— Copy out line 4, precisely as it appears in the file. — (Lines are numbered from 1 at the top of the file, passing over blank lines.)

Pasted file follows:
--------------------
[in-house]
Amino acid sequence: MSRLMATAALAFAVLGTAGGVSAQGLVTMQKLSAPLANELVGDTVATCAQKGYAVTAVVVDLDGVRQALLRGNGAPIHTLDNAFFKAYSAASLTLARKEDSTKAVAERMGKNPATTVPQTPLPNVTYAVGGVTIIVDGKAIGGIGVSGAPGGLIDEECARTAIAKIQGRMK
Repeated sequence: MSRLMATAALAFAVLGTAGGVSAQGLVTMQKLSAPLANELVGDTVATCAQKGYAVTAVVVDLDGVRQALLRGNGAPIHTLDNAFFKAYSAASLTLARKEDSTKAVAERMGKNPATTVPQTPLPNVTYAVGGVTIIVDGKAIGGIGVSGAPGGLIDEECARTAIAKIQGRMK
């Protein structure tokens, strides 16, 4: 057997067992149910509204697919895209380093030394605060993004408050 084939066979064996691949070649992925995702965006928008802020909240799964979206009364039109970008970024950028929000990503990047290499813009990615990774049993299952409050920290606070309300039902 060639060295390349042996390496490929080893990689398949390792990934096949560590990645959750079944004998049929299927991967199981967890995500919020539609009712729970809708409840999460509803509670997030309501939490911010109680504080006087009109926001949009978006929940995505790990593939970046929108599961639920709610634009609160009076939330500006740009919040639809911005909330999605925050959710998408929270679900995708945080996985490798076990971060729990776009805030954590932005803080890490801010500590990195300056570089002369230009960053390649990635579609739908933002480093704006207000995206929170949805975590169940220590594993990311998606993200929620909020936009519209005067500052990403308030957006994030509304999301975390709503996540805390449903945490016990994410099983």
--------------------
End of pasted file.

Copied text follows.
């Protein structure tokens, strides 16, 4: 057997067992149910509204697919895209380093030394605060993004408050 084939066979064996691949070649992925995702965006928008802020909240799964979206009364039109970008970024950028929000990503990047290499813009990615990774049993299952409050920290606070309300039902 060639060295390349042996390496490929080893990689398949390792990934096949560590990645959750079944004998049929299927991967199981967890995500919020539609009712729970809708409840999460509803509670997030309501939490911010109680504080006087009109926001949009978006929940995505790990593939970046929108599961639920709610634009609160009076939330500006740009919040639809911005909330999605925050959710998408929270679900995708945080996985490798076990971060729990776009805030954590932005803080890490801010500590990195300056570089002369230009960053390649990635579609739908933002480093704006207000995206929170949805975590169940220590594993990311998606993200929620909020936009519209005067500052990403308030957006994030509304999301975390709503996540805390449903945490016990994410099983």